David Janes' Code Weblog

November 29, 2010

Good-bye XML, SOAP & SOA

ideas,javascript,xml · David Janes · 7:17 am ·

In my callow youth, I remember being so excited about XML. Ah, how wrong I was. Two articles of interest:

The End Of The Road For Web Services

Web services as a strategy was fundamentally flawed in my view because it was so un-web. It took an idea that hardly worked on an Intranet – remote manipulation of tightly-specified objects – and tried to make it work on the Internet. It led to software applications that by default were complex, brittle and heavy. Although I know many brilliant software engineers who worked unexpected miracles with Web Services, implementation by the common corporate programmer was stodgy in every case I heard about. In the end Web Services became an intranet tool for most uses, rendering the “W” incorrect even if WS* will be with enterprise developers for years to come as a kind of architectural COBOL.

and

XML vs the Web

It’s “Yay”, because for important use cases JSON is dramatically better than XML. In particular, JSON shines as a programming language-independent representation of typical programming language data structures. This is an incredibly important use case and it would be hard to overstate how appallingly bad XML is for this. The fundamental problem is the mismatch between programming language data structures and the XML element/attribute data model of elements. This leaves the developer with three choices, all unappetising

[…]

So what’s the way forward? I think the Web community has spoken, and it’s clear that what it wants is HTML5, JavaScript and JSON. XML isn’t going away but I see it being less and less a Web technology; it won’t be something that you send over the wire on the public Web, but just one of many technologies that are used on the server to manage and generate what you do send over the wire.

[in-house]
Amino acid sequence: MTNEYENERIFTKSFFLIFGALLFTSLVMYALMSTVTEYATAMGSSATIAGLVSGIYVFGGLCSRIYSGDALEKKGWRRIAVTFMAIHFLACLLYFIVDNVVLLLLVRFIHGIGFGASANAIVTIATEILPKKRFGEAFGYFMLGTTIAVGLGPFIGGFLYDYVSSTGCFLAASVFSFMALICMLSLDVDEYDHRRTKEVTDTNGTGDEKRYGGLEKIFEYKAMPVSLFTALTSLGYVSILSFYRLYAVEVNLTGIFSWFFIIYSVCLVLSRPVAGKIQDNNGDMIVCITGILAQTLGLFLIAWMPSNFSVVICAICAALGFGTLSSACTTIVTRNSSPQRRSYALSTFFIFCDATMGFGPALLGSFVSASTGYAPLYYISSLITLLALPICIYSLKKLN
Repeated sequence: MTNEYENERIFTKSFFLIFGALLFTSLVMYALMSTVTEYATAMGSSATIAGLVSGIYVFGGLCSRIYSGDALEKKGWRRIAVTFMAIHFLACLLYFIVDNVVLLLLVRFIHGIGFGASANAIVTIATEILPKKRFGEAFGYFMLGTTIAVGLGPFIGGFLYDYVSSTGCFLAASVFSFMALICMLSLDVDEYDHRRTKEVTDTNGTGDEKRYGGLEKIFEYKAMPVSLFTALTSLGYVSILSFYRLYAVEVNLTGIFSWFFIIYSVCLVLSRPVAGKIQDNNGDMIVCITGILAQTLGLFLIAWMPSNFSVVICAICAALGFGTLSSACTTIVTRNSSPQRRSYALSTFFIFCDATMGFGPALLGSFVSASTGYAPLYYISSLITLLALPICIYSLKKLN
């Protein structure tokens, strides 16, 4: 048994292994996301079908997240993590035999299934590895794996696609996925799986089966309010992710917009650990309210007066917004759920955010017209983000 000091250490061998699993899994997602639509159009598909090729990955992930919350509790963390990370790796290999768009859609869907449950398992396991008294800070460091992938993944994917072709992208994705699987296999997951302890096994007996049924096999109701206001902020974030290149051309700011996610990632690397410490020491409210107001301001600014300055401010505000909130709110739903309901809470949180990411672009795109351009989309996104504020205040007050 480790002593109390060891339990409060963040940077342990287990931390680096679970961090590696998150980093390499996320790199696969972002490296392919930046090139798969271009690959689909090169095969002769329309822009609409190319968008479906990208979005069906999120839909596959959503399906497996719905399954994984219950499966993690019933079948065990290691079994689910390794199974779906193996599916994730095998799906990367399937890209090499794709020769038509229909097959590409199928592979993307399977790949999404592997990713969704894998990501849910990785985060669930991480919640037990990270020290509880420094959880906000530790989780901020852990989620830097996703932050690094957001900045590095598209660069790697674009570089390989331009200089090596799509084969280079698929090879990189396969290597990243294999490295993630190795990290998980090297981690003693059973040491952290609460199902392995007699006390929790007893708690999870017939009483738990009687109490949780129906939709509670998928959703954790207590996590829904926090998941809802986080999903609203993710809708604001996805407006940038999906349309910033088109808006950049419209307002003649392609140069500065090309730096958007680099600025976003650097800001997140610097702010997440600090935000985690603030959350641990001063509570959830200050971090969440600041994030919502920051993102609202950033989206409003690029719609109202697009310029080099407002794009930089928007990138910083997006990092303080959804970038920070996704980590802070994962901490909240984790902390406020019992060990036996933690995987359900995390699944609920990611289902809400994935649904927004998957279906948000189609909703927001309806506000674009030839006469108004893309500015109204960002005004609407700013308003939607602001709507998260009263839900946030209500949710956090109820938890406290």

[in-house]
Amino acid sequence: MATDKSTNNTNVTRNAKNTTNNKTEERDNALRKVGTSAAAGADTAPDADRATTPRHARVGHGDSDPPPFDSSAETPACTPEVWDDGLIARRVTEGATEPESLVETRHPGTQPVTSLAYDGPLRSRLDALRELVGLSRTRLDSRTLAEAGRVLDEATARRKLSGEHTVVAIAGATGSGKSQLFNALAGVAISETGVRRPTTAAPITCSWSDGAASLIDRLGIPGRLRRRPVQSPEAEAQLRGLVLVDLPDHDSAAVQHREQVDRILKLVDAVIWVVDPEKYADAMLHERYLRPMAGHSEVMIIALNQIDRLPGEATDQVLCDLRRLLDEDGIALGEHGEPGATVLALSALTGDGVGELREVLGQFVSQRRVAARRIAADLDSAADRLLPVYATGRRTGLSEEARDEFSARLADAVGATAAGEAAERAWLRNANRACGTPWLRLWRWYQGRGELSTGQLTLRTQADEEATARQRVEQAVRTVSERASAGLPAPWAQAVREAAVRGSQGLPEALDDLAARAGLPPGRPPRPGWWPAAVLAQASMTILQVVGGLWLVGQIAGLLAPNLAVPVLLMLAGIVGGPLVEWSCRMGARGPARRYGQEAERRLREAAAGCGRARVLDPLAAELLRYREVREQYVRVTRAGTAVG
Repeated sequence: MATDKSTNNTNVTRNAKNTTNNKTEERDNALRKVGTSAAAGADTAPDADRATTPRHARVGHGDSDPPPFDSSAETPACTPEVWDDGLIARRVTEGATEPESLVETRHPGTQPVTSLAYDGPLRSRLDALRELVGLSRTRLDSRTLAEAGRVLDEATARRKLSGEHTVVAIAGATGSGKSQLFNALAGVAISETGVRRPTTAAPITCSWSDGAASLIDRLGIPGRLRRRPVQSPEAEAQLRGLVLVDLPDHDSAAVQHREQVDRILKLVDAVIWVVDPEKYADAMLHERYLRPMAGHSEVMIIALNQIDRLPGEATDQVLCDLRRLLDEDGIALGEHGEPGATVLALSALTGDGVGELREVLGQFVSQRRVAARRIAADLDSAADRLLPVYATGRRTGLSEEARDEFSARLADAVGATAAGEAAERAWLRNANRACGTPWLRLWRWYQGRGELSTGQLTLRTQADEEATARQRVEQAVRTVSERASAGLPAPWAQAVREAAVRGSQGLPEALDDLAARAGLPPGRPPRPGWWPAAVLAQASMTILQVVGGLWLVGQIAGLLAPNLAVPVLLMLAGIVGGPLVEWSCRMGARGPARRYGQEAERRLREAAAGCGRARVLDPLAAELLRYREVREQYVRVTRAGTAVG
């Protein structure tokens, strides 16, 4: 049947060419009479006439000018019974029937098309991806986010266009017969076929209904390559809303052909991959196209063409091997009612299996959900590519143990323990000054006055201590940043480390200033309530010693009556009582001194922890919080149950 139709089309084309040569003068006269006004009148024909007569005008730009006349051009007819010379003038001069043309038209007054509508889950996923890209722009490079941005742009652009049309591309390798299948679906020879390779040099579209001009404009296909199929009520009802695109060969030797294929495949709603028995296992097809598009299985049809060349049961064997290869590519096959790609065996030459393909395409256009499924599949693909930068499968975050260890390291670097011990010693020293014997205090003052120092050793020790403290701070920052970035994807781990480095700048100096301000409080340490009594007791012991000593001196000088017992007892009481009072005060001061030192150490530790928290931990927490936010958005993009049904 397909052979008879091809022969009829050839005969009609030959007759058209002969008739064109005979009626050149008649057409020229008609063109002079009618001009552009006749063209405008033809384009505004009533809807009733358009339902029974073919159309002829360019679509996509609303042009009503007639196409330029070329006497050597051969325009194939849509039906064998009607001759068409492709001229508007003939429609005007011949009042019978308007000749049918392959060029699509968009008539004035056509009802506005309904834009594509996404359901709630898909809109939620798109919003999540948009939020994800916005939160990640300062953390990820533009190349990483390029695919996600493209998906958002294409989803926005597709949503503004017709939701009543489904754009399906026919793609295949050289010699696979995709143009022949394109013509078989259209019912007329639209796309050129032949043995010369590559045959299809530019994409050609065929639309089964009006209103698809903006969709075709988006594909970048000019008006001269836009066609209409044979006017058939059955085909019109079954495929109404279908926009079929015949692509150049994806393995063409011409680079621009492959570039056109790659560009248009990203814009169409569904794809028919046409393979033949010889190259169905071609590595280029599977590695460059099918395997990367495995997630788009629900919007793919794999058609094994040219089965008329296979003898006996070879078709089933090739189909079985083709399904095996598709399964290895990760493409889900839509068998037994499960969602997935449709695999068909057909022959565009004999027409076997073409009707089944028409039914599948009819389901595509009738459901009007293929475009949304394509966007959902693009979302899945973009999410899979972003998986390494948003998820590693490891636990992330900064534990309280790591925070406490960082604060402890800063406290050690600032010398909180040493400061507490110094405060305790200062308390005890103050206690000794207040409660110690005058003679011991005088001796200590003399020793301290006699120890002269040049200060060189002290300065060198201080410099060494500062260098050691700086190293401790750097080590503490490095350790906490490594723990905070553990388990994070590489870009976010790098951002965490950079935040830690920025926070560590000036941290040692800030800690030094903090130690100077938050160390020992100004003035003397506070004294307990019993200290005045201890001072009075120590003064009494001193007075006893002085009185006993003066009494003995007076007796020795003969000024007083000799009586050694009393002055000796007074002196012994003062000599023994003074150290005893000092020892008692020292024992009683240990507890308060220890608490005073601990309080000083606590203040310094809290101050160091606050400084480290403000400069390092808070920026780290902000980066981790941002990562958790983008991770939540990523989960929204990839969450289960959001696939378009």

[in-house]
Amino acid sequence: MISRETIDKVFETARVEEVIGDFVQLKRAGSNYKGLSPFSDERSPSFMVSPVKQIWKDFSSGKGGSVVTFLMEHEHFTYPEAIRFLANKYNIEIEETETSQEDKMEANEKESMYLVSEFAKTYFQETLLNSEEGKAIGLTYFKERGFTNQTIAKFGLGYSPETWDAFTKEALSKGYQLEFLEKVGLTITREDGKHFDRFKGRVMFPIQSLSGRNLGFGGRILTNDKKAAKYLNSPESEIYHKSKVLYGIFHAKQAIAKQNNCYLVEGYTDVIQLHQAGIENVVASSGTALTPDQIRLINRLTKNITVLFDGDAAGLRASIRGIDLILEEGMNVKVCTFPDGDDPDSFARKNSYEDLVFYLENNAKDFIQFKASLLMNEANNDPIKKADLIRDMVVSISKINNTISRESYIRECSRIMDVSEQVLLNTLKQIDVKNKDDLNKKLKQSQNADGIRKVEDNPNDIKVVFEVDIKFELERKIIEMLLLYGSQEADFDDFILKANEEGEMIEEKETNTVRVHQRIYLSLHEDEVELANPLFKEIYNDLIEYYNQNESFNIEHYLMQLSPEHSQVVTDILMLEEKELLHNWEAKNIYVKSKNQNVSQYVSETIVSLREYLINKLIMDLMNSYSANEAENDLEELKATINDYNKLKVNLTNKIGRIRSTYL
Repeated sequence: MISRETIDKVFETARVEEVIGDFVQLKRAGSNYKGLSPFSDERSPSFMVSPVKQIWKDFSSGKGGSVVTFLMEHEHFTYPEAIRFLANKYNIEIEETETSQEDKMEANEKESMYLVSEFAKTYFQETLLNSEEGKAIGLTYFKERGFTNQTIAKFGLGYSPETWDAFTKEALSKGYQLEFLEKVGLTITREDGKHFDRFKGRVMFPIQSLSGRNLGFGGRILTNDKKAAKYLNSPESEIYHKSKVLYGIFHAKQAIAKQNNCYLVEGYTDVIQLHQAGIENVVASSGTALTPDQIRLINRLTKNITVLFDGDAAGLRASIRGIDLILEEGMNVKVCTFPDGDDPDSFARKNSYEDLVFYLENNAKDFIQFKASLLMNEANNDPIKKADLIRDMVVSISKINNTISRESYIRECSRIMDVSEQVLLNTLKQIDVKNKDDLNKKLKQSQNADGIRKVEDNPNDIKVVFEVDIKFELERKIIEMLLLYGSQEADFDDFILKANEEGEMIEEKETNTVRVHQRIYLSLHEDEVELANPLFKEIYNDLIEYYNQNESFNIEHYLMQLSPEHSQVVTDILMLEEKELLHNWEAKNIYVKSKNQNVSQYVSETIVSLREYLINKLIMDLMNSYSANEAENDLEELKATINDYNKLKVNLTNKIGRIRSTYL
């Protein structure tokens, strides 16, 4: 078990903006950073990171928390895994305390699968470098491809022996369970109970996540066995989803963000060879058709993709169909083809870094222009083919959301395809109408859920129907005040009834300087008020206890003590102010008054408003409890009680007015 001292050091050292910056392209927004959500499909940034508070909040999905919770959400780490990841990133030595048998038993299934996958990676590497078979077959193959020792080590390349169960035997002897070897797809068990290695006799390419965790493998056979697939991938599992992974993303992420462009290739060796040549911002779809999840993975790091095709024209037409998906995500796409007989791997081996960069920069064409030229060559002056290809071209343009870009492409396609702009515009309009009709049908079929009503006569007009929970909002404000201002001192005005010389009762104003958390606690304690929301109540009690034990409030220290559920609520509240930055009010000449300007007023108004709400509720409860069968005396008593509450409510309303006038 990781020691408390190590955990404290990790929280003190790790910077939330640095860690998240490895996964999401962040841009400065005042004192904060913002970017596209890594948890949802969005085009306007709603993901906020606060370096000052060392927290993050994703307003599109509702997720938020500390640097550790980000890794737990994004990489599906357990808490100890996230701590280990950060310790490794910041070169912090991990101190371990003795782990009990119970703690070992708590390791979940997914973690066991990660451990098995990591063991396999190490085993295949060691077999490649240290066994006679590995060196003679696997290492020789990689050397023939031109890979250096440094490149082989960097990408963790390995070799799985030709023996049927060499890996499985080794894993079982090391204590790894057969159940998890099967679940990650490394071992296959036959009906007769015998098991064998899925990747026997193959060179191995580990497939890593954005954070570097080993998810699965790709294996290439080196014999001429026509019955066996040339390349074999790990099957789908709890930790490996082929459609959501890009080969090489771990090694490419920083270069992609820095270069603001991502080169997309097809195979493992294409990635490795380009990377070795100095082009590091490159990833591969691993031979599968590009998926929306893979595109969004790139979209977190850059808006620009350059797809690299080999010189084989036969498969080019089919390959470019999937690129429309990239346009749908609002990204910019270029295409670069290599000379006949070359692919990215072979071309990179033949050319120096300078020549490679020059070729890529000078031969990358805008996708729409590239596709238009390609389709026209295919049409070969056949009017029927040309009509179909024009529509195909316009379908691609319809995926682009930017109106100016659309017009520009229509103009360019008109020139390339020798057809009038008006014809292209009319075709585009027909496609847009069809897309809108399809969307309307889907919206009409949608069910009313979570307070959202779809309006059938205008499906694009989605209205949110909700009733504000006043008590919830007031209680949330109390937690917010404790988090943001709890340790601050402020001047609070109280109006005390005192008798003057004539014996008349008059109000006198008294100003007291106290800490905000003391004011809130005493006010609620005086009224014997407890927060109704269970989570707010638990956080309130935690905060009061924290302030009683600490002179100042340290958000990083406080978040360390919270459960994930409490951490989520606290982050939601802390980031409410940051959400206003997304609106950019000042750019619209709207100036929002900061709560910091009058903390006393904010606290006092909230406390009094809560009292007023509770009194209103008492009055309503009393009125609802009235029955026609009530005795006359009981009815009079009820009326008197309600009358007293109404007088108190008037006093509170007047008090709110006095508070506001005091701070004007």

In the short-term, I think the challenge is how to make HTML5 play more nicely with XML. In the longer term, I think the challenge is how to use our collective experience from building the XML stack to create technologies that work natively with HTML, JSON and JavaScript, and that bring to the broader Web developer community some of the good aspects of the modern XML development experience

Having in recent memory been involved in a SOA deathmarch project (still in the process of tumbling down to inevitable failure), and dealing daily with the issues of transferring data using XML, I can firmly say: good riddance.

What do we do now? We do JSON. Why do we do JSON? Because the JSON object model (and the implicit RESTful JSON API model) is almost an exact match for how programmers – especially those of languages such as Python, Ruby & JavaScript – think about data .

November 7, 2010

Twitter4J – working with the source in Android

android,java · David Janes · 8:58 am ·

Twitter4J is a is highly spoken of¬†Java library for working with the Twitter API. We needed to implement a simple List Widget that would display Twitter statuses based on a Twitter List, but unfortunately at this time Twitter4J doesn’t supply a method to easily do this (and the one that does do it requires authentication).

Here’s how we did it. First, to the Android project, we:

  • removed the Twitter4J JAR file from libs
  • added twitter4j directory (and subdirectories) to src – this is the directory with the .java files in it
  • added the following libraries to the project (in libs):
    • commons-logging-1.1.1.jar (from here)
    • log4j-1.2.16.jar (from here)
    • slf4j-api-1.6.1.jar
    • slf4j-simple-1.6.1.jar (from here)

I’m a little scared by the number of libraries we had to add just to handle logging (on a limited mobile phone!), but what can you do?

Then we added one new method (sigh) to the code:

public ResponseList getUserListStatuses(String listOwnerScreenName, String id, Paging paging)
  throws TwitterException
{
  return StatusJSONImpl.createStatusList(
   http.get(
    conf.getRestBaseURL() + listOwnerScreenName +"/lists/" + id + "/statuses.json",
    paging.asPostParameterArray(Paging.SMCP, Paging.PER_PAGE), auth));
}

The only issue is we’re getting a lot of weird warnings, but it seems to work well. We’ll probably take this out if the Twitter4J folks add the method to the regular releases.

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